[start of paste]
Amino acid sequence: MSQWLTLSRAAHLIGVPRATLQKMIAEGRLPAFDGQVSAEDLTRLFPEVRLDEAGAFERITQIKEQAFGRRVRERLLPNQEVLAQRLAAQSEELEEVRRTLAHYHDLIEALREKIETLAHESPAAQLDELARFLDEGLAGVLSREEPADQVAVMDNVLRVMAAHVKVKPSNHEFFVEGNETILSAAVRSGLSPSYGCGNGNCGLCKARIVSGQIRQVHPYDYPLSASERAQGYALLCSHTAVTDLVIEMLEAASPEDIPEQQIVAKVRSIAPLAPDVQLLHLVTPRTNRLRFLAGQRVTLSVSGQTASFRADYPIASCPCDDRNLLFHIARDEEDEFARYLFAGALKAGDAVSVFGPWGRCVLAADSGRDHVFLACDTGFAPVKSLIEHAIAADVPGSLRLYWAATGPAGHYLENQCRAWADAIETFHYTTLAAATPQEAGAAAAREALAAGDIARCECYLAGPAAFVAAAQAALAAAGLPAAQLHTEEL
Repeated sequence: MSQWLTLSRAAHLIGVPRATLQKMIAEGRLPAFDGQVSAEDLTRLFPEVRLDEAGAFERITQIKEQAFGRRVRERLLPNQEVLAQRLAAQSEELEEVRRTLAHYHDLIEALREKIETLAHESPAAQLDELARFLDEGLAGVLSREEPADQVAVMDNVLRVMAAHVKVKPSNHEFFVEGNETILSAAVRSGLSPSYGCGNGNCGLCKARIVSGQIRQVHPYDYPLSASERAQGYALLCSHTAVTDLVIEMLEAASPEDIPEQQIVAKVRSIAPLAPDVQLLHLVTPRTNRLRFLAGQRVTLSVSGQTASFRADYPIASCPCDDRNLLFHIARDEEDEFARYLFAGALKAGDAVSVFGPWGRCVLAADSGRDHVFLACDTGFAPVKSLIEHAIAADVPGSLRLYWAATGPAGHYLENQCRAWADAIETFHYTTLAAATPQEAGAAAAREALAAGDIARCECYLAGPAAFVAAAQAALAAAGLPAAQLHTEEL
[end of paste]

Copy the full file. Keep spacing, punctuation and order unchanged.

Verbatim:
Amino acid sequence: MSQWLTLSRAAHLIGVPRATLQKMIAEGRLPAFDGQVSAEDLTRLFPEVRLDEAGAFERITQIKEQAFGRRVRERLLPNQEVLAQRLAAQSEELEEVRRTLAHYHDLIEALREKIETLAHESPAAQLDELARFLDEGLAGVLSREEPADQVAVMDNVLRVMAAHVKVKPSNHEFFVEGNETILSAAVRSGLSPSYGCGNGNCGLCKARIVSGQIRQVHPYDYPLSASERAQGYALLCSHTAVTDLVIEMLEAASPEDIPEQQIVAKVRSIAPLAPDVQLLHLVTPRTNRLRFLAGQRVTLSVSGQTASFRADYPIASCPCDDRNLLFHIARDEEDEFARYLFAGALKAGDAVSVFGPWGRCVLAADSGRDHVFLACDTGFAPVKSLIEHAIAADVPGSLRLYWAATGPAGHYLENQCRAWADAIETFHYTTLAAATPQEAGAAAAREALAAGDIARCECYLAGPAAFVAAAQAALAAAGLPAAQLHTEEL
Repeated sequence: MSQWLTLSRAAHLIGVPRATLQKMIAEGRLPAFDGQVSAEDLTRLFPEVRLDEAGAFERITQIKEQAFGRRVRERLLPNQEVLAQRLAAQSEELEEVRRTLAHYHDLIEALREKIETLAHESPAAQLDELARFLDEGLAGVLSREEPADQVAVMDNVLRVMAAHVKVKPSNHEFFVEGNETILSAAVRSGLSPSYGCGNGNCGLCKARIVSGQIRQVHPYDYPLSASERAQGYALLCSHTAVTDLVIEMLEAASPEDIPEQQIVAKVRSIAPLAPDVQLLHLVTPRTNRLRFLAGQRVTLSVSGQTASFRADYPIASCPCDDRNLLFHIARDEEDEFARYLFAGALKAGDAVSVFGPWGRCVLAADSGRDHVFLACDTGFAPVKSLIEHAIAADVPGSLRLYWAATGPAGHYLENQCRAWADAIETFHYTTLAAATPQEAGAAAAREALAAGDIARCECYLAGPAAFVAAAQAALAAAGLPAAQLHTEEL